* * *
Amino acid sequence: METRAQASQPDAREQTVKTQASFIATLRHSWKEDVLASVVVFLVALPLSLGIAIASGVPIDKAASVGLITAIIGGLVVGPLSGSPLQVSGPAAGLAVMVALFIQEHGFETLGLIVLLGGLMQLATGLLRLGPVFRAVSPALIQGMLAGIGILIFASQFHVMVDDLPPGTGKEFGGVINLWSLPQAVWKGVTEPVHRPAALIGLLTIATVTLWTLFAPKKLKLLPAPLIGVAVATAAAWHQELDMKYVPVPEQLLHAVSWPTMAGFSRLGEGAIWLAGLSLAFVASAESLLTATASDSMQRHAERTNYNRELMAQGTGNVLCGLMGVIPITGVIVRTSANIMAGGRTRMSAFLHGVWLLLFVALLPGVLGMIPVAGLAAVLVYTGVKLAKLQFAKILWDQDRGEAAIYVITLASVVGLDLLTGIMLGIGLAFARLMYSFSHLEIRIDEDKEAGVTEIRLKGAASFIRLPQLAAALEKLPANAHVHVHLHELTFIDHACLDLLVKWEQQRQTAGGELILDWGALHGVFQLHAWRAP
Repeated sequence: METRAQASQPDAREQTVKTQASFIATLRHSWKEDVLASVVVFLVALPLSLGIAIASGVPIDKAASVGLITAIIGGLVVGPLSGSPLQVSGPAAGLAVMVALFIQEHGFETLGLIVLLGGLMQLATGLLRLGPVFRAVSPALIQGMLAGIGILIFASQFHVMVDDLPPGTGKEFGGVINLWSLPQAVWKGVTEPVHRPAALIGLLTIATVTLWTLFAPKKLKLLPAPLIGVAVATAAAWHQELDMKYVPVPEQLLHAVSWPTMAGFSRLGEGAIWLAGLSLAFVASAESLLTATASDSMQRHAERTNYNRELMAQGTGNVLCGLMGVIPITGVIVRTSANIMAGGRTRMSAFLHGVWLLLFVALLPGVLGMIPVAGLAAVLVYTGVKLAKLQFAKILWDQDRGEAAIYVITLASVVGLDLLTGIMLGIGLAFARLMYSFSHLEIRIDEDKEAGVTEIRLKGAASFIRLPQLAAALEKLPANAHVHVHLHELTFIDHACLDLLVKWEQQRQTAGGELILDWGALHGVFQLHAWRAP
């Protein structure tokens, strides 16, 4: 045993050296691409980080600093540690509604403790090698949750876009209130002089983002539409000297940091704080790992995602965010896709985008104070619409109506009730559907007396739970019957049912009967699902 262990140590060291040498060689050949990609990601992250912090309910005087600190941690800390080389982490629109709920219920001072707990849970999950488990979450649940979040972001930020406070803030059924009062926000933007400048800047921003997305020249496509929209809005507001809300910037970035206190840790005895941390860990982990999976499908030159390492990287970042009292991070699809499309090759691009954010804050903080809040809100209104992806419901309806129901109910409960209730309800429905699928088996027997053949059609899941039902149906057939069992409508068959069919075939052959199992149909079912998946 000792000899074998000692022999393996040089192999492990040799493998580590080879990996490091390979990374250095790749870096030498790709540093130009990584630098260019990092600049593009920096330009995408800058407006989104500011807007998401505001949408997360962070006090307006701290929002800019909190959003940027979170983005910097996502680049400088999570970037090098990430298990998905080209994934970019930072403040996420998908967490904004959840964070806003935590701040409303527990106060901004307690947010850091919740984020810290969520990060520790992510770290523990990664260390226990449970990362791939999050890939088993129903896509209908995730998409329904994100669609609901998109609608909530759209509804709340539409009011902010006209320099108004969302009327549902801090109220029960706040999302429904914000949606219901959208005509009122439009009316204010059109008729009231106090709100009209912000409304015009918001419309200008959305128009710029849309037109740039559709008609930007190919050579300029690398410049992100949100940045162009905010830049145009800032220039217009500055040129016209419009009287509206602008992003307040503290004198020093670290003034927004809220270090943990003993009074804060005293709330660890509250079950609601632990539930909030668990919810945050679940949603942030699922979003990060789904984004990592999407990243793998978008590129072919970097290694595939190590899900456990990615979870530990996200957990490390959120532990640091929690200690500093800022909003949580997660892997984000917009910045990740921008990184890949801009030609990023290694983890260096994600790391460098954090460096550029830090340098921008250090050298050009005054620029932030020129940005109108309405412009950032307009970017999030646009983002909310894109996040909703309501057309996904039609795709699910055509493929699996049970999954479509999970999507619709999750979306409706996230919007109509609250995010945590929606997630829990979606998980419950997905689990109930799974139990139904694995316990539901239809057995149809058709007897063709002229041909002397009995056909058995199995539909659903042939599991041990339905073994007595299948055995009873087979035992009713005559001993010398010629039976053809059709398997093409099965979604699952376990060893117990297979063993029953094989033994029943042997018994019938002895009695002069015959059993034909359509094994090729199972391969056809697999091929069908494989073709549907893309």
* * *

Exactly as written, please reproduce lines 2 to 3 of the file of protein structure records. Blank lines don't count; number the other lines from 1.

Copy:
Repeated sequence: METRAQASQPDAREQTVKTQASFIATLRHSWKEDVLASVVVFLVALPLSLGIAIASGVPIDKAASVGLITAIIGGLVVGPLSGSPLQVSGPAAGLAVMVALFIQEHGFETLGLIVLLGGLMQLATGLLRLGPVFRAVSPALIQGMLAGIGILIFASQFHVMVDDLPPGTGKEFGGVINLWSLPQAVWKGVTEPVHRPAALIGLLTIATVTLWTLFAPKKLKLLPAPLIGVAVATAAAWHQELDMKYVPVPEQLLHAVSWPTMAGFSRLGEGAIWLAGLSLAFVASAESLLTATASDSMQRHAERTNYNRELMAQGTGNVLCGLMGVIPITGVIVRTSANIMAGGRTRMSAFLHGVWLLLFVALLPGVLGMIPVAGLAAVLVYTGVKLAKLQFAKILWDQDRGEAAIYVITLASVVGLDLLTGIMLGIGLAFARLMYSFSHLEIRIDEDKEAGVTEIRLKGAASFIRLPQLAAALEKLPANAHVHVHLHELTFIDHACLDLLVKWEQQRQTAGGELILDWGALHGVFQLHAWRAP
């Protein structure tokens, strides 16, 4: 045993050296691409980080600093540690509604403790090698949750876009209130002089983002539409000297940091704080790992995602965010896709985008104070619409109506009730559907007396739970019957049912009967699902 262990140590060291040498060689050949990609990601992250912090309910005087600190941690800390080389982490629109709920219920001072707990849970999950488990979450649940979040972001930020406070803030059924009062926000933007400048800047921003997305020249496509929209809005507001809300910037970035206190840790005895941390860990982990999976499908030159390492990287970042009292991070699809499309090759691009954010804050903080809040809100209104992806419901309806129901109910409960209730309800429905699928088996027997053949059609899941039902149906057939069992409508068959069919075939052959199992149909079912998946 000792000899074998000692022999393996040089192999492990040799493998580590080879990996490091390979990374250095790749870096030498790709540093130009990584630098260019990092600049593009920096330009995408800058407006989104500011807007998401505001949408997360962070006090307006701290929002800019909190959003940027979170983005910097996502680049400088999570970037090098990430298990998905080209994934970019930072403040996420998908967490904004959840964070806003935590701040409303527990106060901004307690947010850091919740984020810290969520990060520790992510770290523990990664260390226990449970990362791939999050890939088993129903896509209908995730998409329904994100669609609901998109609608909530759209509804709340539409009011902010006209320099108004969302009327549902801090109220029960706040999302429904914000949606219901959208005509009122439009009316204010059109008729009231106090709100009209912000409304015009918001419309200008959305128009710029849309037109740039559709008609930007190919050579300029690398410049992100949100940045162009905010830049145009800032220039217009500055040129016209419009009287509206602008992003307040503290004198020093670290003034927004809220270090943990003993009074804060005293709330660890509250079950609601632990539930909030668990919810945050679940949603942030699922979003990060789904984004990592999407990243793998978008590129072919970097290694595939190590899900456990990615979870530990996200957990490390959120532990640091929690200690500093800022909003949580997660892997984000917009910045990740921008990184890949801009030609990023290694983890260096994600790391460098954090460096550029830090340098921008250090050298050009005054620029932030020129940005109108309405412009950032307009970017999030646009983002909310894109996040909703309501057309996904039609795709699910055509493929699996049970999954479509999970999507619709999750979306409706996230919007109509609250995010945590929606997630829990979606998980419950997905689990109930799974139990139904694995316990539901239809057995149809058709007897063709002229041909002397009995056909058995199995539909659903042939599991041990339905073994007595299948055995009873087979035992009713005559001993010398010629039976053809059709398997093409099965979604699952376990060893117990297979063993029953094989033994029943042997018994019938002895009695002069015959059993034909359509094994090729199972391969056809697999091929069908494989073709549907893309």